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There are about 3000 species of Snakes in this world, of which many snakes are venomous and others are not. Snakes have been frightening humans from the very beginning and that is probably one of the reasons why humans want to know more about them. The top tens World list below gives away the top ten most Unusual and Amazing snakes species in the world.
Usually known by its common name ‘Warty Snake’ is a weird looking aquatic snake mostly found in Indonesia and some relating species are found in Australia too. It takes its name from the snake’s unusual skin that is crumpled and loose and gives an impression to the snake of being too bulky and crooked. These snakes feed on fish and the knobby scales on the skin help it get the slippery fish.
From the South Eastern Asia, Tentacled is another marine snake which is the last of its lesser left species in the world. The most notable feature of these snakes is the strange fleshy tentacles on its muzzle. It is a small snake of only 90cm length which is unable to move on Earth for its features and only survives under water, fetching fishes.
The long nosed Asian vine snake is a highly advanced arboreal hunter; unlike other snakes, it has excellent binocular visualization, which allows it to attack at prey with great accurateness. They mostly feed on lizards and frogs, and although they are poisonous, they are of no serious threat to humans; pain and swelling are usually the only indications after being nibbled by a vine snake and these symptoms usually fade after some days.
One of the weirdest reptiles on Earth is Langaha Nasuta. These snakes are found only in Madagascar’s in danger of extinction rain forests and they too usually feed on lizards. Its most interesting trait is, of course, the weird “spine” or projection on its nose. Both genders have this weird enhancement, but males and females look a lot different from each other; males are yellowish and have even skin and a sharp, pointed “spine”, while females have rough-looking brown scales and a flat, leaf-shaped and notched horn.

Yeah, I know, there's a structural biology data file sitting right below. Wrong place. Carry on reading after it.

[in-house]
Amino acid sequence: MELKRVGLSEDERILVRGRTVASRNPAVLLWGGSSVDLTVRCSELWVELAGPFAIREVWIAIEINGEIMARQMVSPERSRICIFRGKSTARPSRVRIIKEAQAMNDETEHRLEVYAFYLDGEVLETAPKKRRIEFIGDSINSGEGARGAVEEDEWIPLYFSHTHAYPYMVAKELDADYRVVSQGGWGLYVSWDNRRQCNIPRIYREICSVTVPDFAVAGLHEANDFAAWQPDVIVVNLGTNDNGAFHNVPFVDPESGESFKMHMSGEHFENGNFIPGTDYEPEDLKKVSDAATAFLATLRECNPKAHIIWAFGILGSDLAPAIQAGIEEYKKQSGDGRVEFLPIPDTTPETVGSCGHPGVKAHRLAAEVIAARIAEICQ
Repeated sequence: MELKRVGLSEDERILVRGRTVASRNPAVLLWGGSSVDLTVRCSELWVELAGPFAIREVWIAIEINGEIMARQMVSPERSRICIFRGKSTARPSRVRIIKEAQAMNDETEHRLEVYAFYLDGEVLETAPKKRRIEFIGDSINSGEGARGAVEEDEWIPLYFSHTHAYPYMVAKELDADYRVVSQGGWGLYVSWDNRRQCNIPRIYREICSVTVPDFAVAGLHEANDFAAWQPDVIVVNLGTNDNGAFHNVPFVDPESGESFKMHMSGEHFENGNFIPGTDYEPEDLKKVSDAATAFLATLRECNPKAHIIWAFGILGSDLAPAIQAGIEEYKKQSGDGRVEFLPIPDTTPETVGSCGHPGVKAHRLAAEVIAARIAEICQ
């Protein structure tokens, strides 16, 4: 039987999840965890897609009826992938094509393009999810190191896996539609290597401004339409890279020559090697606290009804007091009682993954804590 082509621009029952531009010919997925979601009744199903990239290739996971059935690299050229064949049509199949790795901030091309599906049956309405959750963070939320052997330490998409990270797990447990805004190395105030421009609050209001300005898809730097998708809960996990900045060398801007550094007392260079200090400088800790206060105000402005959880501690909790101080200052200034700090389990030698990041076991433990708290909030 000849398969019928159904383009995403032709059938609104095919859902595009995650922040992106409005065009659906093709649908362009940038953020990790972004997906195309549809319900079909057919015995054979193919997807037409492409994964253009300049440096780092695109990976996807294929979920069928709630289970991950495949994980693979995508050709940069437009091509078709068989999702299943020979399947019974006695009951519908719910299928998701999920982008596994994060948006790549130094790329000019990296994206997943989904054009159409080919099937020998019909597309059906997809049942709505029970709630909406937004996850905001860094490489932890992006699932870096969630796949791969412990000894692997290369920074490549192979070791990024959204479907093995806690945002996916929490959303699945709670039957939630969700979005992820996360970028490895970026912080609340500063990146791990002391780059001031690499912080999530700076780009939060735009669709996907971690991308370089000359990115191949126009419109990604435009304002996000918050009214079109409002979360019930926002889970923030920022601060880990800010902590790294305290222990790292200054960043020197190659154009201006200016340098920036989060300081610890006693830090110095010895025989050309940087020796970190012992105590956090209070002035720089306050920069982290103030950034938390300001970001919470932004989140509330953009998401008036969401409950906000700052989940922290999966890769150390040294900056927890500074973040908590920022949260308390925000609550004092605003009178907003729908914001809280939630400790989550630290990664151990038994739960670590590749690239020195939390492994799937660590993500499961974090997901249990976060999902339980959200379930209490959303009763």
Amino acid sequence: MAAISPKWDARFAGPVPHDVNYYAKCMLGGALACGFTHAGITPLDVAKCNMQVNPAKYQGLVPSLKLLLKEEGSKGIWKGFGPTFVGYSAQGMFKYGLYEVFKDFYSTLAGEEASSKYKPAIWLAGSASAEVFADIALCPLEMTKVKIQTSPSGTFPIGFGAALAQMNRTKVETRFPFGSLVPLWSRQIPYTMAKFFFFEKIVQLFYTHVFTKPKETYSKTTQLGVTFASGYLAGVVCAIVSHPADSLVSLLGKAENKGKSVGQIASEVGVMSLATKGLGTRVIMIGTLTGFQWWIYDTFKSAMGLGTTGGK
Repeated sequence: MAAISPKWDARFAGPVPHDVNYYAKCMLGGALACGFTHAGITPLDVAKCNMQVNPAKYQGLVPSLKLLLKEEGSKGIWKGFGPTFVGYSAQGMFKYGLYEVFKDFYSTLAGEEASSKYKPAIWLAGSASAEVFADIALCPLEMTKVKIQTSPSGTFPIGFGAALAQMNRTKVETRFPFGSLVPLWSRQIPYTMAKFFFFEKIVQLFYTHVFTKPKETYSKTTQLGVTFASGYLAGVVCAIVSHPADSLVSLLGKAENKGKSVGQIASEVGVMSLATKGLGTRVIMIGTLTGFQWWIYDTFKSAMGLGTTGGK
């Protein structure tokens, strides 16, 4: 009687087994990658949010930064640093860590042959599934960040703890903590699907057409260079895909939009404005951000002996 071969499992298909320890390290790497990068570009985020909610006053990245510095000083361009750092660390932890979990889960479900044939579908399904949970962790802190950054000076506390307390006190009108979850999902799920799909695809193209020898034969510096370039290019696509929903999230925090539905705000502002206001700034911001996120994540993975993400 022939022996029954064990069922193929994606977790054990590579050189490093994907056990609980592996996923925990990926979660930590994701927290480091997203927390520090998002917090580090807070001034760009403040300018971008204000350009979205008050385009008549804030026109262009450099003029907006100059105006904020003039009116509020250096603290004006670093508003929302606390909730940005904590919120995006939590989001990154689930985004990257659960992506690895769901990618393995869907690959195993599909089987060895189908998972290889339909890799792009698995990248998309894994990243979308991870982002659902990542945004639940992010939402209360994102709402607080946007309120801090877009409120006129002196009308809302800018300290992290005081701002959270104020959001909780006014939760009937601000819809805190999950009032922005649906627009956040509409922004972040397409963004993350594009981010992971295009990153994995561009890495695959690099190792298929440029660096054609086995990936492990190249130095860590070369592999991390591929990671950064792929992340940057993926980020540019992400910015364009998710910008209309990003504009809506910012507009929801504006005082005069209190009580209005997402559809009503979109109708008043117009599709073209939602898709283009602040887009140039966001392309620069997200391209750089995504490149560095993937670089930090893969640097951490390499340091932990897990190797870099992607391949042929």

Atheris Hispida is a small yet extremely venomous snake that is found in the forests of Central Africa. Like all other vipers, Atheris has long, folding teeth in the front of its upper jaw; there is no known remedy to its venom, which causes blood clotting difficulties, pain and inflammation, and often, death.
Horned Vipers are usually 50cms long and found in the deserts of Northern Africa and Middle East. As their name discloses, Vipers usually have a pair of horns over their eyes but some do not have this feature which is why they are confused of not being Vipers at all. The horned viper’s horns, however, are not used as a attraction; to date, no one really knows what the horns are used for, or why some horned vipers have them and some don’t.
The Burrowing Asp is a minor snake from Africa that spends most of its time underground. It feeds on rodents, and has puffy teeth that function basically as venomous saber teeth, bulging out of the mouth when in use. This means that the Burrowing asp can bite without even opening its mouth- which is very useful, since it stops dirt from entering the snake’s mouth during the fight.
Mostly found in Eastern Asia, Tiger Keelback is also known as Yamakagashi, or Japanese water snake. It is small, seldom above one meter in length, and very shy, so much in fact that they were considered to be inoffensive for a long time, until someone died of a yamakagashi bite in the late 80s. it was also discovered that these snakes feed on poisonous toads.
Flying snakes are found in the rainforests of India and southeastern Asia, and, regardless of their rather shocking name, they cannot actually fly. As amazing as it may sound, Flying Snakes are better gliders as flying squirrels. While squirrels can glide up to 60 meters , Flying Snakes can glide up to 100 meters or more, and they actually “slide” in midair, which gives them better stability and some degree of control over their “flight”. They mostly feed on lizards and stay up on trees for their living.
The most unusual of all snakes is without any doubt is the Sea Snake. They belong to the same family as cobras and coral snakes, but they have adapted to a completely aquatic lifestyle. The snake hunts by probing gaps and holes in coral reefs with its head, which means it can’t see hunters coming while doing so; however, since the tail looks so much like the head of the snake, possible predators such as sharks are fooled into believing that the snake is attentive and ready to strike, and usually leave it alone. But perhaps the most amazing sea snake is the Golden Sea Snake. This species has photoreceptors on its tail, allowing it to detect light variations and possibly detect impending predators while nourishing as previously described.
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